TOPEKA, Kan. (KSNT) – Lawmakers are returning to the Capitol on Thursday for a one-day legislative session, but procedural changes will be implemented to maintain social distancing.
This begins the moment legislators and other attendees enter the building, with an evaluation, including having their temperature taken by Capitol building staff, and masks being available if they prefer.
Once they are finished with the evaluation and there are no concerns, they will be given a bright orange wristband to wear.
“Safety is our priority as we bring staff, legislators, and others back into the Statehouse this week,” Speaker of the House Ron Ryckman (R-Olathe) said in the email to all representatives. “Our administrative staff has consulted with medical professions, who have recommended some safety protocols for operating the building and our Chamber.”
All state representatives, besides House leadership, will stay in their offices and watch the session virtually, said House Minority Leader Tom Sawyer (D-Wichita).
“When you look at the makeup of the Legislature, actually like 65% of the members are in the high risk groups… the older, or have health issues,” Sawyer said. “We definitely should be careful. It’s a big group that’s got a lot of high risk people.”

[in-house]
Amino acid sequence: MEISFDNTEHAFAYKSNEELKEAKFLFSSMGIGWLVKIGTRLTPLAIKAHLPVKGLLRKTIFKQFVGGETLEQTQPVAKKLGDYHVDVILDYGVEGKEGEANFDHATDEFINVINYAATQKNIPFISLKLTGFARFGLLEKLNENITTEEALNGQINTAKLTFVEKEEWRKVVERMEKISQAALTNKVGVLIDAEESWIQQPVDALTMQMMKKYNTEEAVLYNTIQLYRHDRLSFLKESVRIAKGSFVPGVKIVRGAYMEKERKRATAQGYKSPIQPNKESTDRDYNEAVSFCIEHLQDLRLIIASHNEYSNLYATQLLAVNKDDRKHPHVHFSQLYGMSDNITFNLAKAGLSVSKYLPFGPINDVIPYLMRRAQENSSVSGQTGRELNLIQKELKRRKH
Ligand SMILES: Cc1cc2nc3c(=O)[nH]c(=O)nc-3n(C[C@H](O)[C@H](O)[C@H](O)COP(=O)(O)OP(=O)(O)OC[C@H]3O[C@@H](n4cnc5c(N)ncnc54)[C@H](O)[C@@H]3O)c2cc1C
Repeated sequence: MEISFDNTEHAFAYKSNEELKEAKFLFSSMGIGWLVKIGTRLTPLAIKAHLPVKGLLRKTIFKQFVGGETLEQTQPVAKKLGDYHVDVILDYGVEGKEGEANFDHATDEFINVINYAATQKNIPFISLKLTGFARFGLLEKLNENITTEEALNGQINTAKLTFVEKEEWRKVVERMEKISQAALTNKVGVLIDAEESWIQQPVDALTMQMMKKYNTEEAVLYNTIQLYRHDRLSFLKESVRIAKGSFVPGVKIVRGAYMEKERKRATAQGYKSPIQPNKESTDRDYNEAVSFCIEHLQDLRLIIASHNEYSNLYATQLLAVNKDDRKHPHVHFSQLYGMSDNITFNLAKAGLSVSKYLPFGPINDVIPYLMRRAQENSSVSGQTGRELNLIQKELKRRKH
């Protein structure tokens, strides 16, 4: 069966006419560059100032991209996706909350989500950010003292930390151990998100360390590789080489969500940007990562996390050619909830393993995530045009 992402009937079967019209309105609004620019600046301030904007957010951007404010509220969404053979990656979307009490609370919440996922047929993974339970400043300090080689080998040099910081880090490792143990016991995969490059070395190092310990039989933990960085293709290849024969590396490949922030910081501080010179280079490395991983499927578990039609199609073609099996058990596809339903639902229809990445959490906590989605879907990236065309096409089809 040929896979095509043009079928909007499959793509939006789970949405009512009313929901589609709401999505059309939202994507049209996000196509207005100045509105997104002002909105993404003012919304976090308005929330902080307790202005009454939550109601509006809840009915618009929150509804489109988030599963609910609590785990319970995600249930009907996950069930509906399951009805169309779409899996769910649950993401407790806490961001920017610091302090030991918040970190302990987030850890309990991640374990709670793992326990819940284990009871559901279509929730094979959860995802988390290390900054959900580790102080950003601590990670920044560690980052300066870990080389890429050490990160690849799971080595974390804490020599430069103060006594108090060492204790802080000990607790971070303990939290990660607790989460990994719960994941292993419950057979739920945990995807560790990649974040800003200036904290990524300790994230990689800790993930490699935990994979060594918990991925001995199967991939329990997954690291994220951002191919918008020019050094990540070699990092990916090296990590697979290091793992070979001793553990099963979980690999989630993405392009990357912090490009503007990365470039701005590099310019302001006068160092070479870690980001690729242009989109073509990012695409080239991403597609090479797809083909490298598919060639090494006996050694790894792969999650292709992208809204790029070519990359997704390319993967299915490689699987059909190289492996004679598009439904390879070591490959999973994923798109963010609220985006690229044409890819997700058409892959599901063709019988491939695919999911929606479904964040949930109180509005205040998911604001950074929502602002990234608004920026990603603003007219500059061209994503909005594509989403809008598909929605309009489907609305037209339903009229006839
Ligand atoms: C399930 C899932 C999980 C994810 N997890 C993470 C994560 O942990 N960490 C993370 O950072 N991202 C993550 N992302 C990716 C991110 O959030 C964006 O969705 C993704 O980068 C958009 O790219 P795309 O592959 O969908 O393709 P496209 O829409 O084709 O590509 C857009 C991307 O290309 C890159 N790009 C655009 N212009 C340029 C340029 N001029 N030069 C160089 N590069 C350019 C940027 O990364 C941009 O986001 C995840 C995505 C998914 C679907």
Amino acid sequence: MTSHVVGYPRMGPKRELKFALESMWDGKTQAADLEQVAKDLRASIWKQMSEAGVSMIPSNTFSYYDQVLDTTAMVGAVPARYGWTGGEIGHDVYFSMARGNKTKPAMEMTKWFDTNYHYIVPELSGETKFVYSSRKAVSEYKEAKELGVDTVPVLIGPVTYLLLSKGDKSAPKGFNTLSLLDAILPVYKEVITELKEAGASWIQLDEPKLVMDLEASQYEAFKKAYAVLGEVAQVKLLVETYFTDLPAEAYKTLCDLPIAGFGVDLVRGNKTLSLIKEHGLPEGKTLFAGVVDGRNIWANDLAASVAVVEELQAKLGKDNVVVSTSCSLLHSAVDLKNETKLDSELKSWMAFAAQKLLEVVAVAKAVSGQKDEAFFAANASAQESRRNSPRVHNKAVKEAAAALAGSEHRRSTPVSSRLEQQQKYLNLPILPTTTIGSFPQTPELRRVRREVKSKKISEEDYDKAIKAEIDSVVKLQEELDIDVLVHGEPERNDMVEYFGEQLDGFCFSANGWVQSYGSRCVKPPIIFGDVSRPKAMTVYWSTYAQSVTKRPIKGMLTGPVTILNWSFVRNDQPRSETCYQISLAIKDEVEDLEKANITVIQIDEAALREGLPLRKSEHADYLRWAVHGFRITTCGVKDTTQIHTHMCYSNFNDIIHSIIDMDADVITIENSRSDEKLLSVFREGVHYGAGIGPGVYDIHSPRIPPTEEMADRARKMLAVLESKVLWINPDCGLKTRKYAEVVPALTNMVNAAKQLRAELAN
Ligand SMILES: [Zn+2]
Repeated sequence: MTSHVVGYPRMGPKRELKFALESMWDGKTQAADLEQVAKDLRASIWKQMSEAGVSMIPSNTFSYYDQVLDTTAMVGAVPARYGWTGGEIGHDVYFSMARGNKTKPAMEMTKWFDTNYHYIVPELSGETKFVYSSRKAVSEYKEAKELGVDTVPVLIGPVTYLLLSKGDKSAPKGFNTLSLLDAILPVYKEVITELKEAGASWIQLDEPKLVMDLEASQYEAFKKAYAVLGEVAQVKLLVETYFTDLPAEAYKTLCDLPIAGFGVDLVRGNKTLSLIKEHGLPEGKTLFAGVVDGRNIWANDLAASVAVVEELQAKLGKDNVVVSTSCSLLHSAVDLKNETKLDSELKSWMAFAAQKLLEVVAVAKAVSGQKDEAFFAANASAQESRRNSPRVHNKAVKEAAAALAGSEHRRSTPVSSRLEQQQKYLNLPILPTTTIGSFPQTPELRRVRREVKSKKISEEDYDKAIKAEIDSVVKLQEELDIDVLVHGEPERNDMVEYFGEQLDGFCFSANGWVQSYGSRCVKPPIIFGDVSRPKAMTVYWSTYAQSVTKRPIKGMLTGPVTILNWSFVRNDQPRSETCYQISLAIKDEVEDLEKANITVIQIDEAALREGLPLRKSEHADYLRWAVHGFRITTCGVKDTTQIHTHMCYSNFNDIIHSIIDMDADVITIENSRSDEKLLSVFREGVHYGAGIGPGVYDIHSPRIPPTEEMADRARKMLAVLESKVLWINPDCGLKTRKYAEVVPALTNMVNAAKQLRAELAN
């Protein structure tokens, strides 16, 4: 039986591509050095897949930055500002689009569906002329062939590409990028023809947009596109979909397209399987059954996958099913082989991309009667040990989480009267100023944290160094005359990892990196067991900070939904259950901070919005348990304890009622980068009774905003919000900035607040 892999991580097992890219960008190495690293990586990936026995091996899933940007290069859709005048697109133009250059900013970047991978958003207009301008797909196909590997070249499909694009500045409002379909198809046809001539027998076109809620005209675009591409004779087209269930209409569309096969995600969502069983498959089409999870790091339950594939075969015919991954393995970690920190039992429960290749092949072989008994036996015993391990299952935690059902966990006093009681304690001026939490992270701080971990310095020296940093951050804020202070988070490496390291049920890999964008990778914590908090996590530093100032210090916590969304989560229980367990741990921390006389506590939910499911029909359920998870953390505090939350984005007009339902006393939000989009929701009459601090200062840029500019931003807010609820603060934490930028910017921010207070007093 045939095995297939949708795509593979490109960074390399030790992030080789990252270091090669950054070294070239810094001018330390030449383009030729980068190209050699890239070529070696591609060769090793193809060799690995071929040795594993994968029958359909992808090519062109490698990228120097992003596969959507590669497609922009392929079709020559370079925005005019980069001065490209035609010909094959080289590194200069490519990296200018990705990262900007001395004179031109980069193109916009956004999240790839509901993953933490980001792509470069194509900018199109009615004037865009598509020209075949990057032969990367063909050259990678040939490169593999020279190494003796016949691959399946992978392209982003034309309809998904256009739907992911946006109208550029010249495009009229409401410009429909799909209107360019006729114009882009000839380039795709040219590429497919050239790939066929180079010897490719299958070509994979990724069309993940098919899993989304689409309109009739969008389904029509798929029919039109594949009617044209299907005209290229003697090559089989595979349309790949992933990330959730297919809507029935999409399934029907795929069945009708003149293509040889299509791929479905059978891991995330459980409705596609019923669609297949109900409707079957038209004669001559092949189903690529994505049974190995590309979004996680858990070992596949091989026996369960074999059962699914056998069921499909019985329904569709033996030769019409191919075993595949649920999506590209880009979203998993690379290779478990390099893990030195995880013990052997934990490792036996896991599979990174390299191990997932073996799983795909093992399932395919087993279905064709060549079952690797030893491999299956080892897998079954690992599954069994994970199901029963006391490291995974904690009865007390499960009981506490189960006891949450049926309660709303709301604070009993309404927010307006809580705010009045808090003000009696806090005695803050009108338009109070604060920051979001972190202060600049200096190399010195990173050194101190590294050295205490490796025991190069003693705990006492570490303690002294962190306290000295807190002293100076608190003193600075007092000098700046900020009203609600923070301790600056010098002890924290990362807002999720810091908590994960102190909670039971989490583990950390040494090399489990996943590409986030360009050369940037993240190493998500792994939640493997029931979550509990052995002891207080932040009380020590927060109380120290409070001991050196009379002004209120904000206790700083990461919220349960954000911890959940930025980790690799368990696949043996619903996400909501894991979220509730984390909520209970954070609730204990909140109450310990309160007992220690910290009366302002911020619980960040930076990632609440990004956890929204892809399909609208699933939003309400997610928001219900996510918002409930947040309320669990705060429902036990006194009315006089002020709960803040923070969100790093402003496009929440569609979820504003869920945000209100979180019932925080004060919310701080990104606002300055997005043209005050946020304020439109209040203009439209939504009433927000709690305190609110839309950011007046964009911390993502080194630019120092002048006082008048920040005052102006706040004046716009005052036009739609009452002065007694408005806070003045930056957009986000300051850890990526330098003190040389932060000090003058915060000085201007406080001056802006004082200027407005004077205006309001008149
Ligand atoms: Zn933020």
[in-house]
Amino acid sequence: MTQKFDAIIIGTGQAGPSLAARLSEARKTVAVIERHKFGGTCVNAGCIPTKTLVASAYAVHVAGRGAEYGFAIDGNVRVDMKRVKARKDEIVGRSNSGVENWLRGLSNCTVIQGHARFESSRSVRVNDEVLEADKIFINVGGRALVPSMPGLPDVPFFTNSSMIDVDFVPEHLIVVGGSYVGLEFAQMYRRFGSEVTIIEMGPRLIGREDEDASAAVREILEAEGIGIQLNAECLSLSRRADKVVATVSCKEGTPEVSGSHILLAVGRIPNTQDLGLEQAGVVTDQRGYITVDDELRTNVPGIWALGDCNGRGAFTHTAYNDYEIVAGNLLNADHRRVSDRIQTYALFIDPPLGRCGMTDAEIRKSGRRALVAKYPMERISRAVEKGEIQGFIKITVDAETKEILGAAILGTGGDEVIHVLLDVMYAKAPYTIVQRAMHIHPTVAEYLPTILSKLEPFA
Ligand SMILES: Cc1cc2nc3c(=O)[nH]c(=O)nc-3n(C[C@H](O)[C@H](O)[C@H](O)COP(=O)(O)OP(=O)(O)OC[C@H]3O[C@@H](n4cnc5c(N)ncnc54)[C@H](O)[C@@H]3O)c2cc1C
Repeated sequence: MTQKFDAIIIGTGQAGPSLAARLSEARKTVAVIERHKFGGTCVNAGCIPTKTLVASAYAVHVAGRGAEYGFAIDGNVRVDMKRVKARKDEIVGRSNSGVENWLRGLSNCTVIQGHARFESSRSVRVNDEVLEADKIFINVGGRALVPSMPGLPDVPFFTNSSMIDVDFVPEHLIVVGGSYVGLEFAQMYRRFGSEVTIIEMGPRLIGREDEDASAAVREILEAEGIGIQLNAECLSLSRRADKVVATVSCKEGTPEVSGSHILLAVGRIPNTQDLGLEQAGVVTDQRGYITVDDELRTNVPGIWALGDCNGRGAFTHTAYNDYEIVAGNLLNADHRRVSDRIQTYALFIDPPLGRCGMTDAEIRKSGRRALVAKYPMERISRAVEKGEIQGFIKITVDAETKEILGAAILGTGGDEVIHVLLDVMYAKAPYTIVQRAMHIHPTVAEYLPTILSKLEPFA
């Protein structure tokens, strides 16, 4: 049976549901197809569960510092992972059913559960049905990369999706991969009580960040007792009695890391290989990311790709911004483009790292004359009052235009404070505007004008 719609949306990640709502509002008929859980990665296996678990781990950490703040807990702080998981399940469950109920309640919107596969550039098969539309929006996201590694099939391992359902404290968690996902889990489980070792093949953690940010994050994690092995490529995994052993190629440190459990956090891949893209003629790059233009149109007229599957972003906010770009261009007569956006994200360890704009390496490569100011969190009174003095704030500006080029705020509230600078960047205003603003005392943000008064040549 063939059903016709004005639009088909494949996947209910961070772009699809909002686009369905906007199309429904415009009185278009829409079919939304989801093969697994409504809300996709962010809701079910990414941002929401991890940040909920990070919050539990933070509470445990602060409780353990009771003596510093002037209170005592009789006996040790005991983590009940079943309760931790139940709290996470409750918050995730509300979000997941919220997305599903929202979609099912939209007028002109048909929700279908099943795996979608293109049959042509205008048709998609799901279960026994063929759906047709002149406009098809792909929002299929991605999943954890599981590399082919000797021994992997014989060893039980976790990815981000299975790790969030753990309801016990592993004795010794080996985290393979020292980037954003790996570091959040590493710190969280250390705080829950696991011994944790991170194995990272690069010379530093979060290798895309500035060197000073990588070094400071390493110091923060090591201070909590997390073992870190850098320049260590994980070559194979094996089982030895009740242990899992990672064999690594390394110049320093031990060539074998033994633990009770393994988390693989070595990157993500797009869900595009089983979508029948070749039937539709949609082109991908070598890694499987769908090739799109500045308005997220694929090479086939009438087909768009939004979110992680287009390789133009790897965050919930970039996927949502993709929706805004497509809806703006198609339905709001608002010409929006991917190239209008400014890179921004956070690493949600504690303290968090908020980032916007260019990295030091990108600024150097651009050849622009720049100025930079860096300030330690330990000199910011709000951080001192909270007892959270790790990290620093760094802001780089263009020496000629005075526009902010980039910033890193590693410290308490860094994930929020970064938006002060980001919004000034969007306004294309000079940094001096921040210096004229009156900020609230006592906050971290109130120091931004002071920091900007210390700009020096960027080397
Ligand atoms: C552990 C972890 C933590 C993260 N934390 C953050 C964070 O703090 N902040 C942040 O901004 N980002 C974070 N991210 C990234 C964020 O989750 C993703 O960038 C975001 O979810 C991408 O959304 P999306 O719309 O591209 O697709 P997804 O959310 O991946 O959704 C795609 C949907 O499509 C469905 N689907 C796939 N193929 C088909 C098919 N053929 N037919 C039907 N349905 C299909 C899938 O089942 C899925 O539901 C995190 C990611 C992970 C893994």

If lawmakers care to speak, they are encouraged to email their party’s leadership and, once approved, venture to the chambers, according to Sawyer.
Representatives will vote for bills in groups of 21 alphabetically, Sawyer said, as the Kansas Constitution requires lawmakers to vote in-person in their respected chambers.
“It’ll be a very different experience than what we’re use to but hopefully we’ll be able to debate things and get things done without any issues and keep people safe,” Sawyer said.
However, the 40 members of the State Senate will mostly meet as usual.
The senators may choose where they wish to be seated, whether that be in the chambers at their desk or in the gallery, or in their office, according to Senate President Susan Wagle (R-Wichita).
“It’s our way of allowing open discussion and debate,” Wagle said. “When we open up this chamber, it’s a sacred moment. It’s a moment where every voice is heard in Kansas through their elected leaders.”
Wagle said she expects the senate discussion to run until late in the evening.